Cover image for George Nelson : the design of modern design
George Nelson : the design of modern design
Abercrombie, Stanley.
Personal Author:
Publication Information:
Cambridge, Mass. : MIT Press, [1995]

Physical Description:
xx, 353 pages, 16 unnumbered pages of plates : illustrations (some color) ; 27 cm
Format :


Call Number
Material Type
Home Location
Item Holds
NK1412.N45 A24 1995 Adult Non-Fiction Central Closed Stacks

On Order



George Nelson (1908-1986) was a pioneering modernist who ranks with Raymond Loewy, Charles Eames, and Eliot Noyes as one of America's outstanding designers. Nelson's office produced some of the 20th century's canonical pieces of industrial design, many of which are still in production: the ball clock, the bubble lamp and the sling sofa. Nelson also made major contributions to the storage wall, the shopping mall, the multi-media presentation, and the open-plan office system. The author of this biography was given access to Nelson's office archives and personal papers.

Reviews 1

Choice Review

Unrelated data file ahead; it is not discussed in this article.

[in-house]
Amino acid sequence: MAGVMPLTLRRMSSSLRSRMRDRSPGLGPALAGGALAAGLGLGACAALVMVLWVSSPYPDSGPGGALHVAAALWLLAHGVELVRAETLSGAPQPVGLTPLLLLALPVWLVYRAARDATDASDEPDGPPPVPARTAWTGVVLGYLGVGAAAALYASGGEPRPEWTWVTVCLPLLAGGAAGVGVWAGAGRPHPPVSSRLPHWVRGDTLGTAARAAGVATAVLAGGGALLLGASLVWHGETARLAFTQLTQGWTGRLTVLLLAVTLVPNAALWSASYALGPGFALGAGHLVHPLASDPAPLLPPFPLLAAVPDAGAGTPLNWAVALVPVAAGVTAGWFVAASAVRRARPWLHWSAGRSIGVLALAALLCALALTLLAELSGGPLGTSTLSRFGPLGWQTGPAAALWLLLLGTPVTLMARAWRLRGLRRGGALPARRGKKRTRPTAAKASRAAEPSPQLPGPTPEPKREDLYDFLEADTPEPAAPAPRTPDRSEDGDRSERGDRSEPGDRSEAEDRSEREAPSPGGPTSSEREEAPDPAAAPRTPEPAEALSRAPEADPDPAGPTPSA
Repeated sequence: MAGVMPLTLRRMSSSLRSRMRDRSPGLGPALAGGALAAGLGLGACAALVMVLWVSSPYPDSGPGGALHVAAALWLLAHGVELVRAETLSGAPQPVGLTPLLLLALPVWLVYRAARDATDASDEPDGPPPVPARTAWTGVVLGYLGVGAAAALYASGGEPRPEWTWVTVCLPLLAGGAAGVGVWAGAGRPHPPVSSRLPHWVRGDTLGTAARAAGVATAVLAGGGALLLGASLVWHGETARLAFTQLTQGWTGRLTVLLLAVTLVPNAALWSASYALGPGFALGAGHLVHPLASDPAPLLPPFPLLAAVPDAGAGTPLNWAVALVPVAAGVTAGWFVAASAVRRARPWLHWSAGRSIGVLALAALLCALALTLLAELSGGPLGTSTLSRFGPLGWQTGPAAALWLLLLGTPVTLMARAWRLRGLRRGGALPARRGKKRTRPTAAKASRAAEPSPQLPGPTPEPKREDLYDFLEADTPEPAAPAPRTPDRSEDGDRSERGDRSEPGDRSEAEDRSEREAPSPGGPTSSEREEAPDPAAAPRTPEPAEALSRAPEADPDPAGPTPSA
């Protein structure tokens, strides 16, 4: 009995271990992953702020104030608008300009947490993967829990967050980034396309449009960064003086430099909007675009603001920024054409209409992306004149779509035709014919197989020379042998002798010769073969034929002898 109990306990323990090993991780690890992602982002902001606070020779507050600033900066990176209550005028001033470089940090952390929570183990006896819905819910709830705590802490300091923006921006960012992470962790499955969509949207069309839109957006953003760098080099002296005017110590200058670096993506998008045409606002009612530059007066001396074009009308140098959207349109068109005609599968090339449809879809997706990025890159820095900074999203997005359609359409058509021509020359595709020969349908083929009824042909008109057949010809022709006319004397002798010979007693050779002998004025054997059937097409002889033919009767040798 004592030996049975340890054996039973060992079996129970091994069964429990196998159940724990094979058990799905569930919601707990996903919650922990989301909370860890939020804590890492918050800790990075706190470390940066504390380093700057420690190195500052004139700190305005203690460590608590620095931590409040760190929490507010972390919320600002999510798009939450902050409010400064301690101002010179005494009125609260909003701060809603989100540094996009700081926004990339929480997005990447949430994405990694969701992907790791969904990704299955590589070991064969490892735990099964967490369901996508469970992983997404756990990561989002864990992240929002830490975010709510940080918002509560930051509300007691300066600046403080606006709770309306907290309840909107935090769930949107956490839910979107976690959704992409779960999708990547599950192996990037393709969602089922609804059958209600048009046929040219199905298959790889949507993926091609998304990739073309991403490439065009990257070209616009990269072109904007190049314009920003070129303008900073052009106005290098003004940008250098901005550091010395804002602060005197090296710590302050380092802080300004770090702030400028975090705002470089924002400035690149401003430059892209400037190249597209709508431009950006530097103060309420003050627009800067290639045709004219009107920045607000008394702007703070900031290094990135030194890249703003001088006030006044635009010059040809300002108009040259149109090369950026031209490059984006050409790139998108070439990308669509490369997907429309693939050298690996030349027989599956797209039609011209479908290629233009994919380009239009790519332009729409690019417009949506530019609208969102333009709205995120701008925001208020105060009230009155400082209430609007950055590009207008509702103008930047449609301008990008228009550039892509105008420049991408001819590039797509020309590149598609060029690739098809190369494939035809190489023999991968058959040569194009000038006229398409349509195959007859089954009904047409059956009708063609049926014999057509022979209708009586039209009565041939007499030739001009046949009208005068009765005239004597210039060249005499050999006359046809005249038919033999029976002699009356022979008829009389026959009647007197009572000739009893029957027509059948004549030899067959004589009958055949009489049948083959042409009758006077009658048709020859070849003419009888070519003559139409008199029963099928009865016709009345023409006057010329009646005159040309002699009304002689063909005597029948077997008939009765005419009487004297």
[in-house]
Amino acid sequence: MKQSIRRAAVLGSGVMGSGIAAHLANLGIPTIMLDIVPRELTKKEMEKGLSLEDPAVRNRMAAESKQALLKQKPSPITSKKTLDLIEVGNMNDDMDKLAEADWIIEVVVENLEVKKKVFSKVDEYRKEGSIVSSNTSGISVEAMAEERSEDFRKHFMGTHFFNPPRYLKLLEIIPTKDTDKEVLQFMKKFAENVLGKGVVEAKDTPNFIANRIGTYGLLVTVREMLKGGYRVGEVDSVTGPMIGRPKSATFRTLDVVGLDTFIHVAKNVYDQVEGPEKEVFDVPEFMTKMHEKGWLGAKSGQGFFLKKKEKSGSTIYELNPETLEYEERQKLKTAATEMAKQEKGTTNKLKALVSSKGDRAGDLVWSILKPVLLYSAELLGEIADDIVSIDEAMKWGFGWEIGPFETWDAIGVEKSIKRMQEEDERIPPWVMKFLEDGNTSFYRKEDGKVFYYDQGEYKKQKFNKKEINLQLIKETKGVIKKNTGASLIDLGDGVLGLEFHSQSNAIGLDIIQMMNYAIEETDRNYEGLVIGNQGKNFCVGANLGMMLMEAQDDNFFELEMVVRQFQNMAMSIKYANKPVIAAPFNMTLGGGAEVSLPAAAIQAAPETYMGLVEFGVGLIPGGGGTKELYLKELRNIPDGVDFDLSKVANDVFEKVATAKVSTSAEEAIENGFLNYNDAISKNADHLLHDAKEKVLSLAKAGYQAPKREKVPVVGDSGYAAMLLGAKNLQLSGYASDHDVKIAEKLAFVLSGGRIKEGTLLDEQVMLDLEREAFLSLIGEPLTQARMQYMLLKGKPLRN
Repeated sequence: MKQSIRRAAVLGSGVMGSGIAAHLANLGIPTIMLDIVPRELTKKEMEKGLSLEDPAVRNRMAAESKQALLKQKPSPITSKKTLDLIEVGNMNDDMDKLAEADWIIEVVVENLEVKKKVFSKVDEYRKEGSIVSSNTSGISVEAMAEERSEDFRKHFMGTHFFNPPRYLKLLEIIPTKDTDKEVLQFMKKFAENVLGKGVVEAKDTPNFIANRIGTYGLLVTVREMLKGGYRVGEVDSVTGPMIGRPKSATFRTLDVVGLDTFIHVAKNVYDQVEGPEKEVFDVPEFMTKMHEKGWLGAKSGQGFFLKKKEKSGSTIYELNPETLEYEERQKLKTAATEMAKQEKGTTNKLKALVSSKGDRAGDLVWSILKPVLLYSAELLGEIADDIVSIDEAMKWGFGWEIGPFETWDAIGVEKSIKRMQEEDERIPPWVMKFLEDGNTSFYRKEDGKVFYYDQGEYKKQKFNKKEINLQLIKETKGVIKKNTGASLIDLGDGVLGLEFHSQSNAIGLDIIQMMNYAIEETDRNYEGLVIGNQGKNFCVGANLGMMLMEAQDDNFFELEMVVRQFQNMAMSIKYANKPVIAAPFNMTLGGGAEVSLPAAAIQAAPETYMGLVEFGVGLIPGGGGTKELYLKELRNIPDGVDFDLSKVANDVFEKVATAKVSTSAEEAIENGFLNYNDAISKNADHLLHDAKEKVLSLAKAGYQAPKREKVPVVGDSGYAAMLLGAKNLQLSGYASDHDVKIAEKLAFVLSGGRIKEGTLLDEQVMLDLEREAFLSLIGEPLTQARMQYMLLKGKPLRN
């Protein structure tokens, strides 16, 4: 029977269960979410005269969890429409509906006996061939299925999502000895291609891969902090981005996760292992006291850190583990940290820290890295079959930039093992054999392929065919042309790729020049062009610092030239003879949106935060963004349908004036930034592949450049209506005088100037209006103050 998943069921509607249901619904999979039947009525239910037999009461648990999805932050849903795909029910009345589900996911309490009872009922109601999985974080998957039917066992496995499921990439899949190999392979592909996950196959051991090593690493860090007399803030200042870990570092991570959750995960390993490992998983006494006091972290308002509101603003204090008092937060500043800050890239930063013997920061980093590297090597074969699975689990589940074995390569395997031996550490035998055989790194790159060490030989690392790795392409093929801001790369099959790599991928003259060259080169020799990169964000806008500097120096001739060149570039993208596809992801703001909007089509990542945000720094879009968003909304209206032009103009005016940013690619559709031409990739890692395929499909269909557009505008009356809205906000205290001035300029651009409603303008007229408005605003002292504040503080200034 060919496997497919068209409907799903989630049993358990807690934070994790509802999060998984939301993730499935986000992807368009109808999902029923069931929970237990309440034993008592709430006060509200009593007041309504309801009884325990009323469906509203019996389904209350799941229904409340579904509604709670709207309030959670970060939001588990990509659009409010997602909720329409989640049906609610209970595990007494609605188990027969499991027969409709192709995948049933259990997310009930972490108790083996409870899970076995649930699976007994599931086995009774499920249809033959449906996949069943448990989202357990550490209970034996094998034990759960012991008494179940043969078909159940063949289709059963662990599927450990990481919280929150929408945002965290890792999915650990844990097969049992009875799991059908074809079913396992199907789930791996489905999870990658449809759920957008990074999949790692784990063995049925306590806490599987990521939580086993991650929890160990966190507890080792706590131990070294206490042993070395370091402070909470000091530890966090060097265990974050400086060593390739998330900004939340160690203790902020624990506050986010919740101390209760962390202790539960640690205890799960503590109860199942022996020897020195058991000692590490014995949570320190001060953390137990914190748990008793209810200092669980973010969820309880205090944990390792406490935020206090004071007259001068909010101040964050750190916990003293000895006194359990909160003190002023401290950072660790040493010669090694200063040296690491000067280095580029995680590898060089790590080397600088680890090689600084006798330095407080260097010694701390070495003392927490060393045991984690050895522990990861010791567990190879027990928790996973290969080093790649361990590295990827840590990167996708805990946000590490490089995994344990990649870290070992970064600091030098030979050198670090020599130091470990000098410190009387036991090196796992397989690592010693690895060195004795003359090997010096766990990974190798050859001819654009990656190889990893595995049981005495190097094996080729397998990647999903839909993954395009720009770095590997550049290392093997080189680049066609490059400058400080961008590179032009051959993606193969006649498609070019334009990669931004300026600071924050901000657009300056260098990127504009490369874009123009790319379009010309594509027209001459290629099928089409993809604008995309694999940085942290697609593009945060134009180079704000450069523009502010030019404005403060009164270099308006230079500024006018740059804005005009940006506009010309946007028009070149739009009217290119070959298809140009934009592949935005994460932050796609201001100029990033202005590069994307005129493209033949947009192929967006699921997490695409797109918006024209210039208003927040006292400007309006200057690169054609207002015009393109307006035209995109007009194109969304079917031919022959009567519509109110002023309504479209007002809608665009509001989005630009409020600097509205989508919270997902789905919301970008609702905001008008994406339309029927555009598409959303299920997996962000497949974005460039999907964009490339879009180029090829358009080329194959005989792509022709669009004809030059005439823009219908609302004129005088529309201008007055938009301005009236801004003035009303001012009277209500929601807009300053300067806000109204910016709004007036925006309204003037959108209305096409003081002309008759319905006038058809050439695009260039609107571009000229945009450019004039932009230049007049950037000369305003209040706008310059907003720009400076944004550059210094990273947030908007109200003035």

Nelson, one of America's pioneering modernists, created some of industrial design's classic works. This book is a definitive biography and a well-researched reference for those readers fascinated by the development of the design profession after WW II. What is particularly pleasurable about reading this book is the inclusion of a profuse number of quotes from the man. His comment about the "absurd" architectural projects he was assigned while studying at Yale, where he was given the problem of designing a diplomat's residence on the outskirts of Peking, is classic: "What a bunch of nineteen-year-old kids from small towns in America with mostly middle-class parents knew about an ambassador's establishment--this was a little difficult to figure out." Nelson's ability to self-analyze is also refreshing: "As a designer I have contributed my mite to the modern look over the past two decades, and since modern is a mass style essentially, it is sometimes refreshing to walk back into an older world where the individual is more visible, particularly since it is disintegrating at a high rate of speed." Venice was one of his favorite subjects for photography, and some of these images are reproduced in the book. Overall, this is a joy to read and is an important document for all art historians and designers. Upper-division undergraduate through professional. J. Mendenhall; California Polytechnic State University, San Luis Obispo